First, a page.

Archbishop Salvatore Cordileone said his fight with Speaker Nancy Pelosi has nothing to do with politics.
Franco Origlia/Getty Images
Speaker Nancy Pelosi on Tuesday pushed back against San Francisco Archbishop Salvatore Cordileone’s decision to deny her Communion over her support of abortion rights. The San Francisco Democrat accused Cordileone of a double standard, asking why he doesn’t deny the sacrament to Catholics who support capital punishment, a group that includes many Republican leaders. She also criticized Cordileone’s record on other issues. “Our archbishop has been vehemently against LGBTQ rights,” she said. Washington Post | S.F. Chronicle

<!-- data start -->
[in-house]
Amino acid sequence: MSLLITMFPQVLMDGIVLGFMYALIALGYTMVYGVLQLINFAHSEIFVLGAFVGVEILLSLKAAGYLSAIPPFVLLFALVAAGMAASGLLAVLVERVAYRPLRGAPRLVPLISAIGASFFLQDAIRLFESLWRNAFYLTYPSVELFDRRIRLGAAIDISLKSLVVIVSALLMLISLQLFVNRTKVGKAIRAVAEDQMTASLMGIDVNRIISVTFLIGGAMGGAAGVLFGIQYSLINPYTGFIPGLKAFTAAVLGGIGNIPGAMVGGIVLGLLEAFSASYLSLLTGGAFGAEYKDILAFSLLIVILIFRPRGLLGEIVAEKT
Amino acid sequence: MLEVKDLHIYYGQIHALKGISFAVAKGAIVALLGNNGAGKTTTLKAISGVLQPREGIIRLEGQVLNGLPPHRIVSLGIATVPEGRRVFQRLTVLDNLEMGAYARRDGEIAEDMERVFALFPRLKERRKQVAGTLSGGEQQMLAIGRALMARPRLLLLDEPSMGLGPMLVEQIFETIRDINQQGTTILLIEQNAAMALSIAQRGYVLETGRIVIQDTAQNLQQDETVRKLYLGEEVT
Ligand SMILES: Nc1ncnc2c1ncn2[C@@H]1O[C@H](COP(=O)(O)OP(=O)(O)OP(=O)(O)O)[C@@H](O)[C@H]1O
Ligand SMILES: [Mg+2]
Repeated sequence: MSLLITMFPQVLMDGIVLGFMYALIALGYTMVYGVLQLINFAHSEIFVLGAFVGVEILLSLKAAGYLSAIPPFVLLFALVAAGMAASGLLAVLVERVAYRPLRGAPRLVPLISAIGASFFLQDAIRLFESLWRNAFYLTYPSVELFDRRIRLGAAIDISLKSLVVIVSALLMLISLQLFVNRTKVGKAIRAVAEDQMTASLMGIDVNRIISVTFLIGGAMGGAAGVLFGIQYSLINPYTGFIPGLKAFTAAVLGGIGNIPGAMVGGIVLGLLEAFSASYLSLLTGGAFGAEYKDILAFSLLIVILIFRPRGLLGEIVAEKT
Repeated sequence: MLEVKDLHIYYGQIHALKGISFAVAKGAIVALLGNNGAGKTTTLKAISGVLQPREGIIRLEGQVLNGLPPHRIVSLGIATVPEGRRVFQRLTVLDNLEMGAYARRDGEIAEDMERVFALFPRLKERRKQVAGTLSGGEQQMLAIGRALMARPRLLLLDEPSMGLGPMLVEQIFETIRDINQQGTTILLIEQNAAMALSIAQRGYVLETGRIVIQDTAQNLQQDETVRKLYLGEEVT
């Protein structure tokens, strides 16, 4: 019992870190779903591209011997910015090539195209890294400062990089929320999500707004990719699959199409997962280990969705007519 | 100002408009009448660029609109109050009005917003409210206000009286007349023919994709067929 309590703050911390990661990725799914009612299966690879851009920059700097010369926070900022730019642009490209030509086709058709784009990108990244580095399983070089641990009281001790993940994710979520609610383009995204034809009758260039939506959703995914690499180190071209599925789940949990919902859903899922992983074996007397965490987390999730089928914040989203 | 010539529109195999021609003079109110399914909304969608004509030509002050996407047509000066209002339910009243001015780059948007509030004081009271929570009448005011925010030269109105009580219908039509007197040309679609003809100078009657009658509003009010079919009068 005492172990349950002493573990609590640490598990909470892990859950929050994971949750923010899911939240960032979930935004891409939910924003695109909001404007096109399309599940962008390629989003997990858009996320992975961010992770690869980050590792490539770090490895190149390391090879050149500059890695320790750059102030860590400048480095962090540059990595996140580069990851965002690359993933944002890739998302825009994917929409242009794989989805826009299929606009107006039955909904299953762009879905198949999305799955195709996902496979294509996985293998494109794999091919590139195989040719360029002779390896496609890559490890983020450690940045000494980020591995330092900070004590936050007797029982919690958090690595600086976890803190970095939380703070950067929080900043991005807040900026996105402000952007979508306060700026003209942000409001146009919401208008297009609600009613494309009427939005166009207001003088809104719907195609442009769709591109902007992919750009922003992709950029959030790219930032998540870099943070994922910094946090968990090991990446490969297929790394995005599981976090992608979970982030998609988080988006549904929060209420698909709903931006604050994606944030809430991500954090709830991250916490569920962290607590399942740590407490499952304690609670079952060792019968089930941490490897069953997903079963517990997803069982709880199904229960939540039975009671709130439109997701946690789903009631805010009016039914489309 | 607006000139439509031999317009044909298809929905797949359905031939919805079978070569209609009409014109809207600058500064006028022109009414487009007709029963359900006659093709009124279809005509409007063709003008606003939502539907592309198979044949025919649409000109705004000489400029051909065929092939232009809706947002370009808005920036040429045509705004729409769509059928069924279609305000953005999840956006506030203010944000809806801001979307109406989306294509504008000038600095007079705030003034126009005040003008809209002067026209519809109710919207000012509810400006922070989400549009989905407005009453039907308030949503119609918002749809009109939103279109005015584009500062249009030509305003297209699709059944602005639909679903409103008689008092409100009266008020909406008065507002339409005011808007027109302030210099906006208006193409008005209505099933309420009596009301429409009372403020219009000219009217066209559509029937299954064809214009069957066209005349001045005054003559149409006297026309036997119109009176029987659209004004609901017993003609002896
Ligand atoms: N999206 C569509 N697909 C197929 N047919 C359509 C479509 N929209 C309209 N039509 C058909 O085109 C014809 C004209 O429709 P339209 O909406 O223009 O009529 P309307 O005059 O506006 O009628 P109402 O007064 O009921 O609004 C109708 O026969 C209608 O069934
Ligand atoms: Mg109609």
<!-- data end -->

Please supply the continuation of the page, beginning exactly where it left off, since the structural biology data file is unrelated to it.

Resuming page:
The most compelling voice challenging San Francisco District Attorney Chesa Boudin is Brooke Jenkins, a progressive prosecutor herself. A Black and Latina woman, she deplores mass incarceration and looked forward to working with Boudin, she said. But he neglected a crucial part of his job: fighting crime. “He maintains the outlook or the mindset of a public defender,” she said. “His view is that crime is just a part of life, something that we all have to endure and deal with.” The Atlantic
Wildlife Emergency Services
A raccoon trying to reach her kits in the attic of a home in the Santa Cruz Mountains got stuck as she clawed through the roof. A picture of the trapped mother with lactating milk spilling out of her, above, was posted online by a local animal shelter and promptly went viral. “From working with wildlife for over 40 years, I can tell you raccoons are the best moms,” said Rebecca Dmytryk, an animal rescuer. The raccoon was freed after a work crew widened the hole. Santa Cruz Sentinel | SFist
Dr. James Heaps appeared in Los Angeles Superior Court in 2020.